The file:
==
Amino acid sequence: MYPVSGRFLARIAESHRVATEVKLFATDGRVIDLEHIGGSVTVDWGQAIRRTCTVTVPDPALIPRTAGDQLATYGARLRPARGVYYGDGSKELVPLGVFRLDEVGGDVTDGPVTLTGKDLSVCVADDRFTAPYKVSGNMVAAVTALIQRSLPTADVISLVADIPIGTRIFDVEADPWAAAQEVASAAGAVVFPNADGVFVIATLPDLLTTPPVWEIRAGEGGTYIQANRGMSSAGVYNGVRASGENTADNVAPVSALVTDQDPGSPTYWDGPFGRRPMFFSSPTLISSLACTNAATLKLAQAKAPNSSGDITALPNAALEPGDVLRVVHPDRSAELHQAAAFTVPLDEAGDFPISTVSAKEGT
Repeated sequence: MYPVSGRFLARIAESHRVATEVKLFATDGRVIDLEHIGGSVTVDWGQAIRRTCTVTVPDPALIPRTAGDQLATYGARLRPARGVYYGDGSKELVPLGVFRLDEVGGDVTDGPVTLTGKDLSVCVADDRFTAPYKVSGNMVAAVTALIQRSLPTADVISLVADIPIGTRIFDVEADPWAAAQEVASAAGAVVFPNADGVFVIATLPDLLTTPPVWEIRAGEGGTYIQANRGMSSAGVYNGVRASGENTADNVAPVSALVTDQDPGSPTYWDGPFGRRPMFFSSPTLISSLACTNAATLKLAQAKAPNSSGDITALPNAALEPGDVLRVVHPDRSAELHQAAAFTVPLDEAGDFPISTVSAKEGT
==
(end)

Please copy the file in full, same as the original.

Amino acid sequence: MYPVSGRFLARIAESHRVATEVKLFATDGRVIDLEHIGGSVTVDWGQAIRRTCTVTVPDPALIPRTAGDQLATYGARLRPARGVYYGDGSKELVPLGVFRLDEVGGDVTDGPVTLTGKDLSVCVADDRFTAPYKVSGNMVAAVTALIQRSLPTADVISLVADIPIGTRIFDVEADPWAAAQEVASAAGAVVFPNADGVFVIATLPDLLTTPPVWEIRAGEGGTYIQANRGMSSAGVYNGVRASGENTADNVAPVSALVTDQDPGSPTYWDGPFGRRPMFFSSPTLISSLACTNAATLKLAQAKAPNSSGDITALPNAALEPGDVLRVVHPDRSAELHQAAAFTVPLDEAGDFPISTVSAKEGT
Repeated sequence: MYPVSGRFLARIAESHRVATEVKLFATDGRVIDLEHIGGSVTVDWGQAIRRTCTVTVPDPALIPRTAGDQLATYGARLRPARGVYYGDGSKELVPLGVFRLDEVGGDVTDGPVTLTGKDLSVCVADDRFTAPYKVSGNMVAAVTALIQRSLPTADVISLVADIPIGTRIFDVEADPWAAAQEVASAAGAVVFPNADGVFVIATLPDLLTTPPVWEIRAGEGGTYIQANRGMSSAGVYNGVRASGENTADNVAPVSALVTDQDPGSPTYWDGPFGRRPMFFSSPTLISSLACTNAATLKLAQAKAPNSSGDITALPNAALEPGDVLRVVHPDRSAELHQAAAFTVPLDEAGDFPISTVSAKEGT